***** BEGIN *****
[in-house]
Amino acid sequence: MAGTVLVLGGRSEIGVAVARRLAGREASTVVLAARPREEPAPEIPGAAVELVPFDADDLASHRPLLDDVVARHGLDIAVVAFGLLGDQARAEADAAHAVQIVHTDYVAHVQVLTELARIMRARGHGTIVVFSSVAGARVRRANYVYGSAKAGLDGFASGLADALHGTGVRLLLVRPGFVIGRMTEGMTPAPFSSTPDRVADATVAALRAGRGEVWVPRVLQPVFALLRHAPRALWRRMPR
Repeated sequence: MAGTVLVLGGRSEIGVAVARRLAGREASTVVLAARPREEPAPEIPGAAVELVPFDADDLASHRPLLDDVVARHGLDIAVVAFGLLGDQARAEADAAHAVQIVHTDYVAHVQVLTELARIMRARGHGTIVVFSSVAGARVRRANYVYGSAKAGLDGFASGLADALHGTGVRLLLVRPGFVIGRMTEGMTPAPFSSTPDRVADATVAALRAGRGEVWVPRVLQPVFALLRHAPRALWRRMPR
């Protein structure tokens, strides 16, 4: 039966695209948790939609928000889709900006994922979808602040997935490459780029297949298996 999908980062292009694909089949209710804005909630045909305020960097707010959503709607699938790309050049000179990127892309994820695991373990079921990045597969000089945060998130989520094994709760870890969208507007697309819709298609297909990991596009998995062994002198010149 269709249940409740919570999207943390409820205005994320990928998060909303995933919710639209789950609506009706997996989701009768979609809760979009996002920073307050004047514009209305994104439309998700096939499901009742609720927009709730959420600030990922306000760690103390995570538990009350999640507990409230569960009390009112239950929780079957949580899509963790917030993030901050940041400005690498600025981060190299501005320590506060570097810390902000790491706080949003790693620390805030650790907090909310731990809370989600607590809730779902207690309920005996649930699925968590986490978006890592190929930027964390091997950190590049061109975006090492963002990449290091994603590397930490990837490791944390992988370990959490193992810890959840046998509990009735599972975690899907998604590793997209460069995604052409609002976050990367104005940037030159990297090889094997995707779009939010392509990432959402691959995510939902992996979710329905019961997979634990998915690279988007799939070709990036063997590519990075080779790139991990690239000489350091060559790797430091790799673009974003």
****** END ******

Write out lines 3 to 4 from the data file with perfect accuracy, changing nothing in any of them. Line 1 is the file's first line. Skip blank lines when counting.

Repeated sequence: MAGTVLVLGGRSEIGVAVARRLAGREASTVVLAARPREEPAPEIPGAAVELVPFDADDLASHRPLLDDVVARHGLDIAVVAFGLLGDQARAEADAAHAVQIVHTDYVAHVQVLTELARIMRARGHGTIVVFSSVAGARVRRANYVYGSAKAGLDGFASGLADALHGTGVRLLLVRPGFVIGRMTEGMTPAPFSSTPDRVADATVAALRAGRGEVWVPRVLQPVFALLRHAPRALWRRMPR
């Protein structure tokens, strides 16, 4: 039966695209948790939609928000889709900006994922979808602040997935490459780029297949298996 999908980062292009694909089949209710804005909630045909305020960097707010959503709607699938790309050049000179990127892309994820695991373990079921990045597969000089945060998130989520094994709760870890969208507007697309819709298609297909990991596009998995062994002198010149 269709249940409740919570999207943390409820205005994320990928998060909303995933919710639209789950609506009706997996989701009768979609809760979009996002920073307050004047514009209305994104439309998700096939499901009742609720927009709730959420600030990922306000760690103390995570538990009350999640507990409230569960009390009112239950929780079957949580899509963790917030993030901050940041400005690498600025981060190299501005320590506060570097810390902000790491706080949003790693620390805030650790907090909310731990809370989600607590809730779902207690309920005996649930699925968590986490978006890592190929930027964390091997950190590049061109975006090492963002990449290091994603590397930490990837490791944390992988370990959490193992810890959840046998509990009735599972975690899907998604590793997209460069995604052409609002976050990367104005940037030159990297090889094997995707779009939010392509990432959402691959995510939902992996979710329905019961997979634990998915690279988007799939070709990036063997590519990075080779790139991990690239000489350091060559790797430091790799673009974003």